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- This topic has 6 replies, 4 voices, and was last updated 7 years ago by hemraj123.

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- November 24, 2015 at 7:37 pm #284977
Hi sir..can u help me with the following question…DECEMBER 2013 question number 5.

Sir. To solve planning variances i also revise the usage while calculating price variance..when calculatin operational variances i use the revised standars everywher as it is deemed that old standard are outdated..

The issue in the above ques is that net off operational price variance and operatinal usage variance for bedsheets comes to 1600…whereas when i calculate operational total variance it comes to 48000..its should not be..i m using the above mentioned approach..i m using revised stanadard everywhere..

November 25, 2015 at 7:49 am #285089I am afraid that there are two ways of calculating planning and operational variances, that give different answers!

The previous examiner preferred one way, but the current examiner prefers the other way.

However, either method will get full marks (even though they give different answers).If you are studying from old books, then they will use the way that the previous examiner preferred. If you are studying from current books, then they will use the way that the current examiner prefers (which is actually easier).

Our free lectures (and lecture notes) do it the way that the current examiner prefers.

However, again, either approach will always get full marks.

November 25, 2015 at 9:03 am #285123Hi sir..yeah i knw there are two approaches and i knw very well whats the difference between these two appeoaches only due to ur lectures.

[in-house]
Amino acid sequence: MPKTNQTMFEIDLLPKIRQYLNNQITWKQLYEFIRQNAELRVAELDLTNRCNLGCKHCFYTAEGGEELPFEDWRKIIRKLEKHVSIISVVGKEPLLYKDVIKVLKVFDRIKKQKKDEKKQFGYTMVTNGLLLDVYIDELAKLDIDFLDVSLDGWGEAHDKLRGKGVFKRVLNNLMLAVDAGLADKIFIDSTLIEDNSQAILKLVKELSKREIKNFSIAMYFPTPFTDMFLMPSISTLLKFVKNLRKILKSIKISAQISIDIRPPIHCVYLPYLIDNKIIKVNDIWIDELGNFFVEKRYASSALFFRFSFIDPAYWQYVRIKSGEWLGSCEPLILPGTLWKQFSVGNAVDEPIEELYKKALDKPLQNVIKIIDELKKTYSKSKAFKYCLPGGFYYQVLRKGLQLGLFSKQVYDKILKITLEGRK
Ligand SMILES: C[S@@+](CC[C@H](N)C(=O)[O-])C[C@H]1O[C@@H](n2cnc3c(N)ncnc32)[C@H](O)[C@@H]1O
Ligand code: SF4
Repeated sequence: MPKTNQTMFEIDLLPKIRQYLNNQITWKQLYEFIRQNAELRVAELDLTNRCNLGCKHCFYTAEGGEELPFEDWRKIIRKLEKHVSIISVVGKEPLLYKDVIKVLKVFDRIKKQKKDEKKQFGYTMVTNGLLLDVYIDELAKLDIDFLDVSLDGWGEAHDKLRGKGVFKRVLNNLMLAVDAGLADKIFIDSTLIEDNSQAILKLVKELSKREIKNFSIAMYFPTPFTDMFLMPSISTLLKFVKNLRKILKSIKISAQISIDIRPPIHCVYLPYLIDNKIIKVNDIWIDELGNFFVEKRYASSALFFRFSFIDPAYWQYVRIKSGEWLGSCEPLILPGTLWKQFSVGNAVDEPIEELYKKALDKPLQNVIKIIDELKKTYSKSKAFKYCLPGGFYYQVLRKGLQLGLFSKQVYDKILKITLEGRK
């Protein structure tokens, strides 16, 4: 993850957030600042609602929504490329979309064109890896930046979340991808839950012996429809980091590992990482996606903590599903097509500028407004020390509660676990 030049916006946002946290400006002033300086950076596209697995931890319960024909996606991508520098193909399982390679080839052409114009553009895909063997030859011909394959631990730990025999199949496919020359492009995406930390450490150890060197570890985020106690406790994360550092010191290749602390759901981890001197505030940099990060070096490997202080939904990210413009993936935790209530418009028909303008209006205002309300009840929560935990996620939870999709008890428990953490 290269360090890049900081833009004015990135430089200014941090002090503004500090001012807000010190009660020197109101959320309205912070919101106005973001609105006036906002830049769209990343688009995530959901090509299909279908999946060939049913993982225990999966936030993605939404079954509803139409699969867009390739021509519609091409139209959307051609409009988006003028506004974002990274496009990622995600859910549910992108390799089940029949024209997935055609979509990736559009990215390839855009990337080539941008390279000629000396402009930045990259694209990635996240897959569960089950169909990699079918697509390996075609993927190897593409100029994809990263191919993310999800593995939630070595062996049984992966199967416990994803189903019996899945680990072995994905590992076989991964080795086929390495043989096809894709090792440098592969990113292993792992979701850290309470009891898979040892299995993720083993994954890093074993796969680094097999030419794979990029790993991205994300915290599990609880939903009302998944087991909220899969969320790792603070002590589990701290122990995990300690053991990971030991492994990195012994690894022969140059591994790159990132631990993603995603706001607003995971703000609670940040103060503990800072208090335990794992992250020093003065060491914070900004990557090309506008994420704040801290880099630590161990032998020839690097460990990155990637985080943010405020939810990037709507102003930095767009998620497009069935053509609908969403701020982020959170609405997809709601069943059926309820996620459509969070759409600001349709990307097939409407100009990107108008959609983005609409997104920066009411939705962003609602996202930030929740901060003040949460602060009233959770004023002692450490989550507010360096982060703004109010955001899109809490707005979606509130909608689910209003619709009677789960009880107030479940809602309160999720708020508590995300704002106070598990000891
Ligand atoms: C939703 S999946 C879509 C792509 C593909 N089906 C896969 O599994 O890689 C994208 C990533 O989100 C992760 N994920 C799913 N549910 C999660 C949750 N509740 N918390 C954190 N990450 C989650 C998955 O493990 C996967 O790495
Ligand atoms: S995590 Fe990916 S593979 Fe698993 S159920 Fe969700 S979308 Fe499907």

Can u plz help me with that apecific question the problem that i mentioned above..

November 25, 2015 at 11:03 am #285146Revising all the standards is the ‘old’ way.

Whichever way you do it, the operational price variance for sheets is 49,600 favourable (it is always calculated based on actual quantity as per the examiners own answer).

The operational usage variance is either calculated using the original standard price (as per the examiners answer) and gives 40,000 adverse

Alternatively it can be calculated using the revised standard price, in which case it is (248,000 – 240,000) x $6 = 48,000 adverseYou have done it the ‘old’ way and the net operational variance is 1,600 favourable, which is fine – that is the total operational variance if you do it the ‘old’ way. I have no idea why you should say ‘it should not be’!

Again, the old and the new ways give different answer, and although the total of all 4 variances will be the same, it will not end up giving the same total operational or the same total planning variance.November 26, 2015 at 3:28 pm #285513pls help: yplc produces widgets, each widget should take 0.5 hours to make, std rate of pay £10 per hour. Idle time is 5% of labour paid.

actually produced 10800 units, actual pay £50,000 for 6000 hours of which 330 hours are idle – what is the labour variance? I keep getting it wrong not sure where I am going wrongNovember 26, 2015 at 3:47 pm #285515Which labour variance? Rate of pay; efficiency; or idle time?

December 7, 2015 at 4:09 pm #288561Sir, is it always the case if a mix variance is favourable then a yield variance would be adverse?

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